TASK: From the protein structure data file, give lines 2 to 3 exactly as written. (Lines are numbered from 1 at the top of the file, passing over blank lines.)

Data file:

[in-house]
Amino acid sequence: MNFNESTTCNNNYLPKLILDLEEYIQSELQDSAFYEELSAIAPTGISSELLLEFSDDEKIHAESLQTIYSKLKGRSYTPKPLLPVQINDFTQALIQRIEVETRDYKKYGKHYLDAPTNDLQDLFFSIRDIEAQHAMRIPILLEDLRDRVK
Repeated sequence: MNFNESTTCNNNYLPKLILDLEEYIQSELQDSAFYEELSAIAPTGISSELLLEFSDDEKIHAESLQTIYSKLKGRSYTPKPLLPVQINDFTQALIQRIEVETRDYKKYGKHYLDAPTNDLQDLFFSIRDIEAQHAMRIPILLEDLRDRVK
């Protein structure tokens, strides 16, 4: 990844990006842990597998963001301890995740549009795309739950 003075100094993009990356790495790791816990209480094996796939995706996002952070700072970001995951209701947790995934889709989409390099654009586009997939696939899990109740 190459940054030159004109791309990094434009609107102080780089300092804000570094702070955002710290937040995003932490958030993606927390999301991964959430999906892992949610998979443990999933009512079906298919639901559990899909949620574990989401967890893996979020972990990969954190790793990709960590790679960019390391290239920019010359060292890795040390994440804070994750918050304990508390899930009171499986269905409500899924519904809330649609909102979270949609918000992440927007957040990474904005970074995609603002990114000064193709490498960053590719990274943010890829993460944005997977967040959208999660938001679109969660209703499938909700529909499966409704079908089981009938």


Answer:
Amino acid sequence: MNFNESTTCNNNYLPKLILDLEEYIQSELQDSAFYEELSAIAPTGISSELLLEFSDDEKIHAESLQTIYSKLKGRSYTPKPLLPVQINDFTQALIQRIEVETRDYKKYGKHYLDAPTNDLQDLFFSIRDIEAQHAMRIPILLEDLRDRVK
Repeated sequence: MNFNESTTCNNNYLPKLILDLEEYIQSELQDSAFYEELSAIAPTGISSELLLEFSDDEKIHAESLQTIYSKLKGRSYTPKPLLPVQINDFTQALIQRIEVETRDYKKYGKHYLDAPTNDLQDLFFSIRDIEAQHAMRIPILLEDLRDRVK